A former Commandant of the Olympic Hospital CBRN Response Unit from the 2004 Athens games has said that the planners of the London 2012 games have not effectively reached out internationally to assess the risk of a chemical attack.
Retired Brigadier General Galatas Ioannis said in an interview that U.K. CBRN response leaders and agencies had been inclined to poor planning.
“If somebody is deeply involved in planning for this specific area, it is difficult for that person to identify any gaps or deficiencies [than] if you allow an outsider to have a fresh look at the plan," Ioannis said. "That was the reality with the international advisory security team at Athens.
"Whenever I am in a conference in which British officials are presenting, they distribute a feeling that everything is perfect and ready so that they can do the Olympics tomorrow. Then when someone from the audience starts to ask specific questions, you can see long faces, and they get offended because they think we are trying to embarrass them in public. This is not the purpose."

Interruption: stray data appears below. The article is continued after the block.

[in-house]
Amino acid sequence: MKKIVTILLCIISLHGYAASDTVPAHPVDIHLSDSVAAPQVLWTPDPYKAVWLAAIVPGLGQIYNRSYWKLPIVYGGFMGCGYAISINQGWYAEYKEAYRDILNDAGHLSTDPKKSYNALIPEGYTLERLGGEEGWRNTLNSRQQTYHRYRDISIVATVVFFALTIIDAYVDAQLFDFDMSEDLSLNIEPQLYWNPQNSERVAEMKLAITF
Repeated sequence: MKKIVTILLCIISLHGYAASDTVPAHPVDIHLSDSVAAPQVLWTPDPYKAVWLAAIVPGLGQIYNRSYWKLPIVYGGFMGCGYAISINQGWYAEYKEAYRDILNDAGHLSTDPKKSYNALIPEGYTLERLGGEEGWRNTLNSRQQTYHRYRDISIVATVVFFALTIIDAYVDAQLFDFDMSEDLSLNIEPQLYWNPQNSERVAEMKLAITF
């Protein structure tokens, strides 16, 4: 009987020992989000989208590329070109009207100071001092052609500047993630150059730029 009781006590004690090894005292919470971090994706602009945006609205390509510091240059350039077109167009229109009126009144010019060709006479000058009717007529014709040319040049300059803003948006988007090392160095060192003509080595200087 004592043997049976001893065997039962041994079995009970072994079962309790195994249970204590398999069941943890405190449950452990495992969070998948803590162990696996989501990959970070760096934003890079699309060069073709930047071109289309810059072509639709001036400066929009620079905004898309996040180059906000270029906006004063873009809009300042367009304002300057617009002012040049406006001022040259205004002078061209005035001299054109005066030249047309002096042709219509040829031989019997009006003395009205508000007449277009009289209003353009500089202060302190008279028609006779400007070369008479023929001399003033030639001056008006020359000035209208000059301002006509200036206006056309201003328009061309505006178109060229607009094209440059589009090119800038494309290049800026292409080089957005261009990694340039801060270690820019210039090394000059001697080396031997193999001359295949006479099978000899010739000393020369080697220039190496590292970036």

Other specialists in the industry also shared similar feelings and believe that the British government agencies were relying simply on inadequately trained emergency services.
Ioannis and the other specialists were speaking prior the 2011 CBRN Resilience conference, which will take place in London from March 29 through March 30 and will bring together various responders, specialists and military to talk about training and improved operability.